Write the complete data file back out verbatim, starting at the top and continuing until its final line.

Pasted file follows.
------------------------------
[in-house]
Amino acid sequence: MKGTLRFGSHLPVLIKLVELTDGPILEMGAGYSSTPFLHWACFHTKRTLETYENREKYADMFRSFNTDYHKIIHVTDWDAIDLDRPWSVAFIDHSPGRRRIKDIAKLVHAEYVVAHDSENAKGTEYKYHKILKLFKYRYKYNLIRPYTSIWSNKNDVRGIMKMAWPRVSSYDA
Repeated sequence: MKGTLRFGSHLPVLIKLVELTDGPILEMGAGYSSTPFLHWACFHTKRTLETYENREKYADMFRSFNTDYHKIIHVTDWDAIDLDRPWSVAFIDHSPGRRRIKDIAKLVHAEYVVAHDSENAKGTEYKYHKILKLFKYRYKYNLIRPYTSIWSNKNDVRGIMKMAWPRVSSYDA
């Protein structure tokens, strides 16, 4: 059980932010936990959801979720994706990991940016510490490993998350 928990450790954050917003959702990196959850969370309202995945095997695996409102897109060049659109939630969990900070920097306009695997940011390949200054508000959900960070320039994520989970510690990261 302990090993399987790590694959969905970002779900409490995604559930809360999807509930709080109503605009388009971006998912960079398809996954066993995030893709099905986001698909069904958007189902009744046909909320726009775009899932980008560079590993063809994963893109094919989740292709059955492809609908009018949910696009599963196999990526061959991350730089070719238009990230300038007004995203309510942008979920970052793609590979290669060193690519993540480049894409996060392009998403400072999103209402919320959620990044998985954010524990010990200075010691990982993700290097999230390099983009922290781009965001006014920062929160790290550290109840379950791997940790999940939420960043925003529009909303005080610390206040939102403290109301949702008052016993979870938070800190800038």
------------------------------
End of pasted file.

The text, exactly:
[in-house]
Amino acid sequence: MKGTLRFGSHLPVLIKLVELTDGPILEMGAGYSSTPFLHWACFHTKRTLETYENREKYADMFRSFNTDYHKIIHVTDWDAIDLDRPWSVAFIDHSPGRRRIKDIAKLVHAEYVVAHDSENAKGTEYKYHKILKLFKYRYKYNLIRPYTSIWSNKNDVRGIMKMAWPRVSSYDA
Repeated sequence: MKGTLRFGSHLPVLIKLVELTDGPILEMGAGYSSTPFLHWACFHTKRTLETYENREKYADMFRSFNTDYHKIIHVTDWDAIDLDRPWSVAFIDHSPGRRRIKDIAKLVHAEYVVAHDSENAKGTEYKYHKILKLFKYRYKYNLIRPYTSIWSNKNDVRGIMKMAWPRVSSYDA
């Protein structure tokens, strides 16, 4: 059980932010936990959801979720994706990991940016510490490993998350 928990450790954050917003959702990196959850969370309202995945095997695996409102897109060049659109939630969990900070920097306009695997940011390949200054508000959900960070320039994520989970510690990261 302990090993399987790590694959969905970002779900409490995604559930809360999807509930709080109503605009388009971006998912960079398809996954066993995030893709099905986001698909069904958007189902009744046909909320726009775009899932980008560079590993063809994963893109094919989740292709059955492809609908009018949910696009599963196999990526061959991350730089070719238009990230300038007004995203309510942008979920970052793609590979290669060193690519993540480049894409996060392009998403400072999103209402919320959620990044998985954010524990010990200075010691990982993700290097999230390099983009922290781009965001006014920062929160790290550290109840379950791997940790999940939420960043925003529009909303005080610390206040939102403290109301949702008052016993979870938070800190800038």